Film: A Serious Man

Cast includes: Michael Stuhlbarg (Ugly Betty), Fred Melamed (Hollywood Ending), Sari Lennick, Richard Kind (Spin City)
Writer/Director: Joel Coen and Ethan Coen
Genre: Comedy, satire

In brief: The year is 1967; the place is a Minneapolis suburb. When we first catch up with the Gopnik family, we find Danny surviving Hebrew class by secretly listening to Jefferson Airplane on his transistor radio… “Don’t you want somebody to love?” Danny’s bar mitzvah is just around the corner. What should be a time of nakhes (joy) turns out to be a time of tsurus (trouble)… especially for Larry, father of Danny and Sarah, husband of Judith, brother of Arthur and soon to be tenured professor of physics… if he doesn’t mess it up.

But God is testing Larry Gopnik… like God tested Job. Out of the blue, Judith announces, “Honey, I think it’s time we start talking about a divorce.” Sy Ableman has convinced Judith that she could be a better person without Larry. And there’s no “whoopsy-doopsie” going on! Now someone is sending anonymous letters to the tenure committee, saying that Larry’s been up to hanky-panky… or is that whoopsie-doopsie? That’s ridiculous! Larry is a serious man… isn’t he? He won’t even accept the envelope full of hundreds from a student seeking a passing grade. And why is Columbia Record Club harassing him for back dues? He did nothing. “That’s why you owe us money… because you did nothing.” Oy vey!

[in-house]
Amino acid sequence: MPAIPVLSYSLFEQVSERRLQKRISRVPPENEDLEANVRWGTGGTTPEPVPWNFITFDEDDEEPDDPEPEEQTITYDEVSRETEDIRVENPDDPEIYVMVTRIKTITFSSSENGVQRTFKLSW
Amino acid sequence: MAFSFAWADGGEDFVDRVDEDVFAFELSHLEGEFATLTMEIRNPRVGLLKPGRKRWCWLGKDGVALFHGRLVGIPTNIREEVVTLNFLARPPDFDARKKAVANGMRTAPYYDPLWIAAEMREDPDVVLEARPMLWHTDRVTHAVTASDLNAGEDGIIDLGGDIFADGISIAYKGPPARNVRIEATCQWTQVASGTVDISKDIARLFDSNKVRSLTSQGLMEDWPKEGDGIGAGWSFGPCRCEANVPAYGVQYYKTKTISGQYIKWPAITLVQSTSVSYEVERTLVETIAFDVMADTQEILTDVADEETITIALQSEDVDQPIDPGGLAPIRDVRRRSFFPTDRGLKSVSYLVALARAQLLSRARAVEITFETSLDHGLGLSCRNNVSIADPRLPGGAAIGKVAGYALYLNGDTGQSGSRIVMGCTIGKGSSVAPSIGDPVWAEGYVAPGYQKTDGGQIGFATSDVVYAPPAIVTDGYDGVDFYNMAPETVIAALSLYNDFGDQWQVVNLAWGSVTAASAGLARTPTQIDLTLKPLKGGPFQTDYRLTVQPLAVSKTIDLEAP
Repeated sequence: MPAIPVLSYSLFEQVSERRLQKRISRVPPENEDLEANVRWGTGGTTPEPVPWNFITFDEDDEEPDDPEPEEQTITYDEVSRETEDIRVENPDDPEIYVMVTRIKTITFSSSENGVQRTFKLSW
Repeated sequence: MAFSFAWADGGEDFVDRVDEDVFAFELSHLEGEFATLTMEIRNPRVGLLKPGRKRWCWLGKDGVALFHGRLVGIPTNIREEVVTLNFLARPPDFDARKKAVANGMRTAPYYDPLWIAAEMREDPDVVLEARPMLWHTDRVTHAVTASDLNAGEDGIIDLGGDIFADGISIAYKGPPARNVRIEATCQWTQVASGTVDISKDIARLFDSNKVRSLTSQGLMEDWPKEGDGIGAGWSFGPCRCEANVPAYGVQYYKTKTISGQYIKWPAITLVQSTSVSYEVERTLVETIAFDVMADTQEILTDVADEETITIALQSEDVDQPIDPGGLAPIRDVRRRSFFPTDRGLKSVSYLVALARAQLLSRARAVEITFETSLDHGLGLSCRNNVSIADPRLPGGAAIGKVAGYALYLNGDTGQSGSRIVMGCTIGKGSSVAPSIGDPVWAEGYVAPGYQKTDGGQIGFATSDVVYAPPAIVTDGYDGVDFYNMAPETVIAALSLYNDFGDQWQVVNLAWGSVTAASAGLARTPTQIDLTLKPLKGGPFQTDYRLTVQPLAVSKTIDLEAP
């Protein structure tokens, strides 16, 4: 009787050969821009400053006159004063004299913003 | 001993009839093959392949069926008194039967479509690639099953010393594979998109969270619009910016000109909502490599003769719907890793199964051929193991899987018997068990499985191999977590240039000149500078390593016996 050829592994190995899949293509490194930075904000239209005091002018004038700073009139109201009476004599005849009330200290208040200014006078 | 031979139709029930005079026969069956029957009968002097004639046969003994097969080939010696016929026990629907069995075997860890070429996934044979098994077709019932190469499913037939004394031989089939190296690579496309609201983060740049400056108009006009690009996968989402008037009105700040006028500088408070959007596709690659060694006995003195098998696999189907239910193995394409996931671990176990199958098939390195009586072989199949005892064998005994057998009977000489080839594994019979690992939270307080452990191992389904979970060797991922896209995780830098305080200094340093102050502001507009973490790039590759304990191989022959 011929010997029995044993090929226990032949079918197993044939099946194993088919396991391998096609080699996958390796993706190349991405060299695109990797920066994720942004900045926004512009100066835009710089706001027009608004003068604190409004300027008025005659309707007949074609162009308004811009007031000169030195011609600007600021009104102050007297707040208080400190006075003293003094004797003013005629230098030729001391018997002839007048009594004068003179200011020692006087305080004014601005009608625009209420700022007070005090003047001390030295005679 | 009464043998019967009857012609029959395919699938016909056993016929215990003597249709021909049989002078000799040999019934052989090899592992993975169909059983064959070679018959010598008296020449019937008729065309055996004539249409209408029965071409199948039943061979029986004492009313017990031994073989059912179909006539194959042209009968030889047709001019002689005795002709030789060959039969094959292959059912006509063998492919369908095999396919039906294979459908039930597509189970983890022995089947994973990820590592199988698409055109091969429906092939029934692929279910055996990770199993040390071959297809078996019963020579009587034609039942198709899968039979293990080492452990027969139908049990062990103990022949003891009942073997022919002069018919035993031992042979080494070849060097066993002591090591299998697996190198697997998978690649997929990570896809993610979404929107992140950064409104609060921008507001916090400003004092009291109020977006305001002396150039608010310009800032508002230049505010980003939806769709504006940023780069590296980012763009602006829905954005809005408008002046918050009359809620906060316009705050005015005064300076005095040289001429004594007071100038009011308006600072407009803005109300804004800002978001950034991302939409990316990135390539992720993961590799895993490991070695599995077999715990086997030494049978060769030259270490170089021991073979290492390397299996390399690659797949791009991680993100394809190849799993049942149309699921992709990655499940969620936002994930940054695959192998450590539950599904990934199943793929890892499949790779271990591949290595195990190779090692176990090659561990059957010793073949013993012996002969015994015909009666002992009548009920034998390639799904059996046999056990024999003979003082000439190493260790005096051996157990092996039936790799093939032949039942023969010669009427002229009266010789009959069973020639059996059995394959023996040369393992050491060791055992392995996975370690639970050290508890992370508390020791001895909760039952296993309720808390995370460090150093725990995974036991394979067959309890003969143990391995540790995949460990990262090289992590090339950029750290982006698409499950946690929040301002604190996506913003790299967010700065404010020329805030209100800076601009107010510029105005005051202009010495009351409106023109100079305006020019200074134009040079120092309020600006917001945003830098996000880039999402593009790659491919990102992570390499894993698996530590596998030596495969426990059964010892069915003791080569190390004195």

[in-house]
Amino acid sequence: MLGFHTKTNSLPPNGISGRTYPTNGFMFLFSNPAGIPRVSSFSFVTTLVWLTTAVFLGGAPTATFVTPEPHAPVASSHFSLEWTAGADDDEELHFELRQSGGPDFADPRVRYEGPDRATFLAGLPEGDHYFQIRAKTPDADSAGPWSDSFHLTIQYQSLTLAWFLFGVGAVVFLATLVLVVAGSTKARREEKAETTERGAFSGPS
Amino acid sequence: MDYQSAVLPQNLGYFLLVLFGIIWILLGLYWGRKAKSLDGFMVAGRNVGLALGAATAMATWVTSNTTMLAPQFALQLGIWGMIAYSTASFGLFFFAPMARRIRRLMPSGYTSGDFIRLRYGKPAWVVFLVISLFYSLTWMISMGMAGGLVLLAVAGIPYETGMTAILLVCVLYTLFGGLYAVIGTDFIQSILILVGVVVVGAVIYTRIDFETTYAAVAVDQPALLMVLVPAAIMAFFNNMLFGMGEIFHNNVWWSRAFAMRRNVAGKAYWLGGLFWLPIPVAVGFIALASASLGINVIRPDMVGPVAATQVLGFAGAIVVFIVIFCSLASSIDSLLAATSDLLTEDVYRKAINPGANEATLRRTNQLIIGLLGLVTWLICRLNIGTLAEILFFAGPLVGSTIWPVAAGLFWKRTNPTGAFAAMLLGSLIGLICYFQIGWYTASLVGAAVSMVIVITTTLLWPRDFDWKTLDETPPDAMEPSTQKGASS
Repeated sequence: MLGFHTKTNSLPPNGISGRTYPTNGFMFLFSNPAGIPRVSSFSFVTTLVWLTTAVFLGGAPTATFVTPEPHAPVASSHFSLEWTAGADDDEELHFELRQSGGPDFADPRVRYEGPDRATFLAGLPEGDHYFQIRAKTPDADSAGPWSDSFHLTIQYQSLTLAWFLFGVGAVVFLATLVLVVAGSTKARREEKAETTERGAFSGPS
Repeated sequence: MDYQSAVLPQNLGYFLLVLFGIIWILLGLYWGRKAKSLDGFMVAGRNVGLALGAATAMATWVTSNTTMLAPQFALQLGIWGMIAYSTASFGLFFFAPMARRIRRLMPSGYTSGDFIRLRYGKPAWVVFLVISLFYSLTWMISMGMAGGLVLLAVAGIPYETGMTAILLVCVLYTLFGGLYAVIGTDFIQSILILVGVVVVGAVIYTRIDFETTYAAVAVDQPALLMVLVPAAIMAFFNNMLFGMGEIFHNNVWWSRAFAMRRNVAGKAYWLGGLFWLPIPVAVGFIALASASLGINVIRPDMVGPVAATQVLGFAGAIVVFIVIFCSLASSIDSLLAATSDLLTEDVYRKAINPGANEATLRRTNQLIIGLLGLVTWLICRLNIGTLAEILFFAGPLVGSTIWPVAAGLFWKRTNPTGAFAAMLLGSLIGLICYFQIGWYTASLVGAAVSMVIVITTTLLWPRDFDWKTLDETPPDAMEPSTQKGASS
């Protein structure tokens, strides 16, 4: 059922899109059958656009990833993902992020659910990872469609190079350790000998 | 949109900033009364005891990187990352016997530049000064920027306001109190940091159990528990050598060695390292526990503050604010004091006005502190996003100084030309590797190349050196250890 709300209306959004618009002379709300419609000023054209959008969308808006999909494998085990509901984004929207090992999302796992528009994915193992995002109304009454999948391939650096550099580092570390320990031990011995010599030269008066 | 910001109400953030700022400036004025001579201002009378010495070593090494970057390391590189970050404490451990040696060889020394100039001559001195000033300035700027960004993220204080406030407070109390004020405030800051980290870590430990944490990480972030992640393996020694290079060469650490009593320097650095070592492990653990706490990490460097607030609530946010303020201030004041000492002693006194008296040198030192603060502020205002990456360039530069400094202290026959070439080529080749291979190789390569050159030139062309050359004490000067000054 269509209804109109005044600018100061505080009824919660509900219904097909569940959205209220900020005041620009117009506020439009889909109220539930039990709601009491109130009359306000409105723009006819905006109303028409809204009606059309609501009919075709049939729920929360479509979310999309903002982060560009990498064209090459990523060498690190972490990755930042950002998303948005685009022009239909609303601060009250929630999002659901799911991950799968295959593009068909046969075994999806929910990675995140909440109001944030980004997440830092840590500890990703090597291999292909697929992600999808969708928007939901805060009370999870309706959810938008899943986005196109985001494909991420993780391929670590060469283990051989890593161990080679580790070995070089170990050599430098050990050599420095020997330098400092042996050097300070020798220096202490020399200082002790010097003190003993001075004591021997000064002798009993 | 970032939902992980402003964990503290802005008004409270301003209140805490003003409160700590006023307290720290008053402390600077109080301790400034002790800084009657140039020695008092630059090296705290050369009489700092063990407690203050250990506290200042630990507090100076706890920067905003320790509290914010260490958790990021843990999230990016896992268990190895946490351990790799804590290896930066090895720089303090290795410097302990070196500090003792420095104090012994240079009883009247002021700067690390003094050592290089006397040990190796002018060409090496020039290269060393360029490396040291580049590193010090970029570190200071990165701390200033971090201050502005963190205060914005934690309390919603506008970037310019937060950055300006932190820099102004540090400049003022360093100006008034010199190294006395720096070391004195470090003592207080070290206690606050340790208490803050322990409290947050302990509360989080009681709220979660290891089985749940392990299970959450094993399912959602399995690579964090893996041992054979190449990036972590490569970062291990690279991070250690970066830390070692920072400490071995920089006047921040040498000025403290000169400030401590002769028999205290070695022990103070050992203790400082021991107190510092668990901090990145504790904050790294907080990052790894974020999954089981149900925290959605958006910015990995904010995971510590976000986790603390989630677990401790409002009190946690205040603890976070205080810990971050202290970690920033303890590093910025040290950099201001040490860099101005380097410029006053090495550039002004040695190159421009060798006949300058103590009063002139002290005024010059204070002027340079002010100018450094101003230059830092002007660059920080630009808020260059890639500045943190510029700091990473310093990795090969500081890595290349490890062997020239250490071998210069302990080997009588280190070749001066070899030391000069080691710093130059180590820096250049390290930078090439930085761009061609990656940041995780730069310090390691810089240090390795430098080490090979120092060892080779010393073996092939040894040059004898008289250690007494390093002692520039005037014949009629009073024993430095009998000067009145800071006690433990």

This is not a New York Jewish story. It’s a story about specific kinds of Jews… the Ashkenazi from Eastern Europe, who still have their shtetle (small village) heritage imbedded in their DNA… a heritage kept alive by the wonderful stories from the old country. The Coen brothers illustrate one of these  “shaggy dog” stories in the beginning of the movie. Their modern-day version is told in a total deadpan style. There’s not an exclamation point in the entire movie… never a wink that says, “Yes, we know this is totally absurd.” It’s rigorously true to the form and spirit of the stories their grandparents would have told. While the Coen brothers are known for their deadpan, dark humor, this is their most personal film. It wonderfully illustrates the cultural heritage that influences their narrative style. And, for those of us who can relate… even just a little… it takes us home again.

popcorn rating

4 popped kernels

Popped kernels for originality... loved the low key dark humor

Popcorn Profile

Primary Audience: Grown-ups
Gender Appeal: Any audience 
Distribution: Art house  
Mood:  Both upbeat and somber
Tempo: In no hurry   
Visual Style: Nicely varnished realism  
Character Development: Engaging  
Language: Irreverent  
Social Significance: Thought provoking  


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